Little Woodcote, Sutton
A rural hamlet situated two miles west of Purley, where Little Woodcote Lane meets Woodmansterne Lane
When a gas pipeline was laid through Little Woodcote in 1968, flints of possibly Neolithic origin were uncovered. Other flints of varying ages have also been found here, indicating significant prehistoric occupation. However, there is little support for speculation that Little Woodcote was the site of a Roman town – perhaps the much sought after Noviomagus, which has also been linked with Coney Hall and, more credibly, with Crayford.
Evidence of the existence of an early medieval village is mixed but it seems that there was a settlement of some kind, which may have declined in population after the Black Death.
To the west of Little Woodcote and the north of Woodmansterne the future twelfth Earl of Derby created Oaks Farm and its walled garden as a ‘model farmery’ during the 1870s. The Oaks itself was a magnificent castle-like mansion, possibly based on a relocated tollhouse extended by Robert Adam. The house was demolished in the late 1950s.
After the First World War Surrey county council engaged in an imaginative version of the ‘homes for heroes’ project here, providing unemployed ex-servicemen with smallholdings on which to grow vegetables or flowers, or rear animals. Part-weatherboarded farmhouse-style homes were built for the smallholders to rent from the council, one of which is shown in the photo above.* Most of the properties on the Little Woodcote estate were semi-detached and straddled the boundary of two plots. Some of the smallholdings are still in use.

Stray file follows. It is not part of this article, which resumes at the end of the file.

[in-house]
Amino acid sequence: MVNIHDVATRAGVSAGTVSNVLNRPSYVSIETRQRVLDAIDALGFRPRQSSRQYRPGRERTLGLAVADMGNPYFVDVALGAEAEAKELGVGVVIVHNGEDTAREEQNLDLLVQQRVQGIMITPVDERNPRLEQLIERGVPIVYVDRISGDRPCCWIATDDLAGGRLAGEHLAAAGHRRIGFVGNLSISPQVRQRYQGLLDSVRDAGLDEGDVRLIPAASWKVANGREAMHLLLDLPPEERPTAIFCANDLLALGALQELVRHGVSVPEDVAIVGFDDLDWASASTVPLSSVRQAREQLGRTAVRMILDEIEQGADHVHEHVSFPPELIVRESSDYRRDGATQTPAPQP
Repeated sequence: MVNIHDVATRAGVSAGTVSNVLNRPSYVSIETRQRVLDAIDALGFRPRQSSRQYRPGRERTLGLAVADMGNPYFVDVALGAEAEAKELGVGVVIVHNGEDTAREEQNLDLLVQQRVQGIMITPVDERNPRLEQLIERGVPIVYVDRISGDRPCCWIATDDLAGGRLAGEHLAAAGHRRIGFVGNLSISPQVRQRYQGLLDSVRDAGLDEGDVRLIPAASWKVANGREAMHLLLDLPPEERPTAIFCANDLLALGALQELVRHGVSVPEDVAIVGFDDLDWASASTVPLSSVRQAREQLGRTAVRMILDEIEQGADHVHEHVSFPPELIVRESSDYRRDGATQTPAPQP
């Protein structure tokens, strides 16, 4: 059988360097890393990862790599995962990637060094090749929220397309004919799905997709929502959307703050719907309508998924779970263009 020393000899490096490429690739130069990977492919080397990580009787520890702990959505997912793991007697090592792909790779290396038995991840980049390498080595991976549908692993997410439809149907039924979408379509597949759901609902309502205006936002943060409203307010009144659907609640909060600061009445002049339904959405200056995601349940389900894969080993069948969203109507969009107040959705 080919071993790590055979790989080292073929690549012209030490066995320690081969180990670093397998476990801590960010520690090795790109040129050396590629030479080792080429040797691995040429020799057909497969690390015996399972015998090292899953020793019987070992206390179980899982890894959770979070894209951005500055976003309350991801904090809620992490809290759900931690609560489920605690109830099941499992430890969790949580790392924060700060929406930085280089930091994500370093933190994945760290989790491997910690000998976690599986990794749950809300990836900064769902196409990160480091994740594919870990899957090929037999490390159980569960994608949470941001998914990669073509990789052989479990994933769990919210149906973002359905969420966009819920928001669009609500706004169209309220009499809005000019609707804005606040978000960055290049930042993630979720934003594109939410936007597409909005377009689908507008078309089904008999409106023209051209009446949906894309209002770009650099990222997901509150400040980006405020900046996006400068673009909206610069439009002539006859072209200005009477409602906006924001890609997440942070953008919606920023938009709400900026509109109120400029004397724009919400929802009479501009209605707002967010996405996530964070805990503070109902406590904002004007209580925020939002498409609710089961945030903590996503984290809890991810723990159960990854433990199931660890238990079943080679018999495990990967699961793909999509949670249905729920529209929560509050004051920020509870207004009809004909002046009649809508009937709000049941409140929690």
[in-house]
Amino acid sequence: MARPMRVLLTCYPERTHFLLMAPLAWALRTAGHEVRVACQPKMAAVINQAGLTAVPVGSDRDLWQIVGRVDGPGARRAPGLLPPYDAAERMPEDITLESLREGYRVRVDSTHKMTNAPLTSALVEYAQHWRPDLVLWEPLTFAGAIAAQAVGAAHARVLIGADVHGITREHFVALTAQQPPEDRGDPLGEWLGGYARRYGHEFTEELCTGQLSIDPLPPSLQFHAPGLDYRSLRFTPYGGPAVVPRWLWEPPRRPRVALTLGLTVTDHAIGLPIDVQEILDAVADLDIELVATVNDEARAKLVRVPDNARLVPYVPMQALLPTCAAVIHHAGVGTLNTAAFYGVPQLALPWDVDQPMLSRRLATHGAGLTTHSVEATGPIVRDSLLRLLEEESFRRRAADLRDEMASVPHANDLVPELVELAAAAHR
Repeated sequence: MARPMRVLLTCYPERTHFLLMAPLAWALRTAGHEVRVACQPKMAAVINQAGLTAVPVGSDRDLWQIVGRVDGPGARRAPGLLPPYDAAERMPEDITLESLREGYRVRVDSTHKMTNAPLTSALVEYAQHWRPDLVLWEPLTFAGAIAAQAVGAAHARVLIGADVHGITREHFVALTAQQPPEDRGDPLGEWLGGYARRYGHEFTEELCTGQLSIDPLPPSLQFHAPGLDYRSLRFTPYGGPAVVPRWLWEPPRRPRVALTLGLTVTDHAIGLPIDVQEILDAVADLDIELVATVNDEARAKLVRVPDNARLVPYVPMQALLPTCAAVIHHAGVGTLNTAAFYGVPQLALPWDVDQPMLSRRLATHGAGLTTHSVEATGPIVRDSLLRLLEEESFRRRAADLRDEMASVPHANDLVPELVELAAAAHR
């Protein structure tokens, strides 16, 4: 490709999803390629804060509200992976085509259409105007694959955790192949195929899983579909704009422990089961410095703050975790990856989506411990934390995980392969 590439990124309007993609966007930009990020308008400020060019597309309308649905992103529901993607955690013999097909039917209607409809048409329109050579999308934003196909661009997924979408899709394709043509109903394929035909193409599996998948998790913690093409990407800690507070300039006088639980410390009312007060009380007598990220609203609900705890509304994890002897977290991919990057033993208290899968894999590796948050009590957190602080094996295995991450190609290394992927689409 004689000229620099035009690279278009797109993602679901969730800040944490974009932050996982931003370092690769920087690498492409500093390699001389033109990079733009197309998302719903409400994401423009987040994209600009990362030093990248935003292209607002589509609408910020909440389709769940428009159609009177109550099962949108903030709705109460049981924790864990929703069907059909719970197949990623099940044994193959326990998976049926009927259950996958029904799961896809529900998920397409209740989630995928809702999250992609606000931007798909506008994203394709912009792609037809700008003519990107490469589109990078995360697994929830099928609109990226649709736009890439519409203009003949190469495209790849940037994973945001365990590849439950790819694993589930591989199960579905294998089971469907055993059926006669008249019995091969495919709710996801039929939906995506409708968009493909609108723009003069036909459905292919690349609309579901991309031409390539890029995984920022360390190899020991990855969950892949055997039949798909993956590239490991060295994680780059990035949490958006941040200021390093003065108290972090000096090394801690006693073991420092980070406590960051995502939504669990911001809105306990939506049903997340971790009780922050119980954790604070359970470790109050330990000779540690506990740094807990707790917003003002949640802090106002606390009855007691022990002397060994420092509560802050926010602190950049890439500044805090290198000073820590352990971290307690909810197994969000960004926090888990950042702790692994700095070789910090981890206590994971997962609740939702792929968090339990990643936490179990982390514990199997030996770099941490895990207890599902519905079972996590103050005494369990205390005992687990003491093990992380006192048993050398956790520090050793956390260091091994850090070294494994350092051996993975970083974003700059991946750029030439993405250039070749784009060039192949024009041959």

Located on what is now Sutton’s south-eastern edge, much of the Oaks is now a park, sports centre and public golf course. The southern part has become a disused wilderness.
Lord Derby inaugurated two famous horse races at nearby Epsom, naming them after himself and his house.
Postcode areas: Carshalton SM5 and Banstead SM7
Further reading: Margaret Cunningham, The Story of Little Woodcote and Woodcote Hall, Heritage in Sutton Leisure, 1989